AMC streaming strategy helped offset linear networks revenue loss in Q1

AMC Networks says it added 500,000 paying streaming customers during its most-recent financial quarter to end the period with around 9.5 million subscribers.

The figure was disclosed Thursday morning as part of the company's quarterly earnings release, with AMC saying it hopes to have between 20 million and 25 million streaming customers for flagship streaming service AMC+ and its foreign content-focused streamer Acorn TV by 2025.

"We continue to advance our differentiated strategy of offering streaming services that appeal to audiences with distinct affinities and passions, which is leading to strong consumer loyalty and low churn," Matt Blank, AMC Networks' interim chief executive officer, said in a statement.

The AMC+ app launched two years ago. At first, the streaming service was only available as an add-on package through Comcast's Xfinity, Amazon Prime Video Channels and the Apple TV app, but it has since expanded to other platforms and now offers its own direct-to-consumer subscription, which starts at around $7 a month.

Blank said the recent debut of the final season of "Better Call Saul," the network's spin-off of its popular "Breaking Bad" series, helped drive record customer growth to AMC+. That, coupled with some of its other original shows, have helped the streamer attract and retain subscribers throughout the year.

AMC is also hoping its library of movies from its sister brands will help spur interest in AMC+: Last week, the company said it would offer exclusive film premieres of movies from its IFC and Shudder brands, with many of the movies debuting on the service at the same time they're released in theaters. The first movie released under this strategy will debut on AMC+ later this week, executives said.

That strategy mirrors one adopted by rivals Warner Bros and Walt Disney, which released new theatrical films on their own direct-to-consumer streaming services at the same time the movies appeared in theaters. That move, which was largely attributed to disruptions caused by the ongoing coronavirus pandemic, helped drive growth at HBO Max (now part of Warner Bros. Discovery since Discovery and WarnerMedia merged) and Disney+.

On a conference call with investors, AMC executives said it will continue to grow AMC+ internationally. The service is already available in the United Kingdom and India, and the company intends to roll it out in Europe and Latin America over the next year.

In addition to AMC+, the company operates Acorn TV, which offers a deep category of licensed foreign TV shows and movies. AMC Networks did not break out separate subscription figures for AMC+ and Acorn TV. Acorn TV costs $6 a month or $60 a year.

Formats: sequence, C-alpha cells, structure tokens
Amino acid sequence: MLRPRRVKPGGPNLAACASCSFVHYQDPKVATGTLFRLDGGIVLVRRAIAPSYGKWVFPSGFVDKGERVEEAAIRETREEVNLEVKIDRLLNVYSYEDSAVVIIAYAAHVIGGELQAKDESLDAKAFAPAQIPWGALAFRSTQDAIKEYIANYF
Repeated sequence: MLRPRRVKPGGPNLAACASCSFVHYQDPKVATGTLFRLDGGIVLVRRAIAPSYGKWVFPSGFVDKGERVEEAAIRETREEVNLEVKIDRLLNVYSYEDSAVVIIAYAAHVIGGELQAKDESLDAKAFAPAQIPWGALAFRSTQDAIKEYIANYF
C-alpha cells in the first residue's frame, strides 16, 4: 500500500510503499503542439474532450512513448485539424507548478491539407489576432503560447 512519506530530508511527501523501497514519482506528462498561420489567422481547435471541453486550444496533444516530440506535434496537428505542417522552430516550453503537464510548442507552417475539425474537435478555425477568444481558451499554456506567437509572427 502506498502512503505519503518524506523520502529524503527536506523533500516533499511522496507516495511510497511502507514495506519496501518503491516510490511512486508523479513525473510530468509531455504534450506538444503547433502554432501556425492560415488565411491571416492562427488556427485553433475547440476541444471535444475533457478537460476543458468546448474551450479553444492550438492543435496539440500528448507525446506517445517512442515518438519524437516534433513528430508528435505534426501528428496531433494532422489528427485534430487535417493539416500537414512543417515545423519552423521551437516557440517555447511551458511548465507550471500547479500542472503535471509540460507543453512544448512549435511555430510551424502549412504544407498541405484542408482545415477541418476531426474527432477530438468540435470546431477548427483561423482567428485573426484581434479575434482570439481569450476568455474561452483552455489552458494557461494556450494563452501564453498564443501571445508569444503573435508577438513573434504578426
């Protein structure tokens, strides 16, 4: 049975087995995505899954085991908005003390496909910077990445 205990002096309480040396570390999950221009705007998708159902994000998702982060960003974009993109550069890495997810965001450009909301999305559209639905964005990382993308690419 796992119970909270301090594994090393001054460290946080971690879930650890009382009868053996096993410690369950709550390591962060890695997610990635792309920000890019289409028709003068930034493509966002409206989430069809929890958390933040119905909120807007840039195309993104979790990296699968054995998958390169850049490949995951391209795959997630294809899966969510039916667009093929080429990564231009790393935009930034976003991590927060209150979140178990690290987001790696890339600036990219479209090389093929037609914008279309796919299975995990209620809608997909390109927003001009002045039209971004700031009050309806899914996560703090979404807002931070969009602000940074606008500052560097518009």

Along with its subscription streaming services, the company programs and distributes a number of free, ad-supported (FAST) linear channels that are distributed on services like the Roku Channel and Pluto TV. Last month, the company said it would add six new ad-supported streaming channels to its portfolio, including two that offer content in Spanish.

The network's subscription and ad-supported streaming strategy helped the company offset a decrease in revenue earned from its traditional cable networks. Subscription revenue grew 8% over the previous quarter, while revenue from its linear channels decreased by a "low-single digit" amount. On cable and satellite, AMC Networks offers its flagship AMC channel along with IFC, We TV, Sundance and BBC America; the company also serves as the domestic distributor of the BBC World News channel.

Overall, the company's net revenues increased 3% to $712 million, which executives said was spurred by a growth in streaming and advertising revenues. Its operating income increased by 3% to $175 million as the company sought to market and improve AMC+ and its other streaming products.

Company executives expressed delight over the revenue figures released on Thursday, noting that they feel confident they're on track to meet their subscriber goals within the next few years.

When asked by an analyst if the company would consider adding cheaper, ad-supported packages to their streaming services, Blank rebuffed the suggestion.

"It's funny, when you hear one other large player have some problems in their growth, all of a sudden an ad tier is going to solve their problems," Blank said, in a likely reference to Netflix.  "We don't necessarily think that's true, but we'll monitor the market, and we'll see what happens."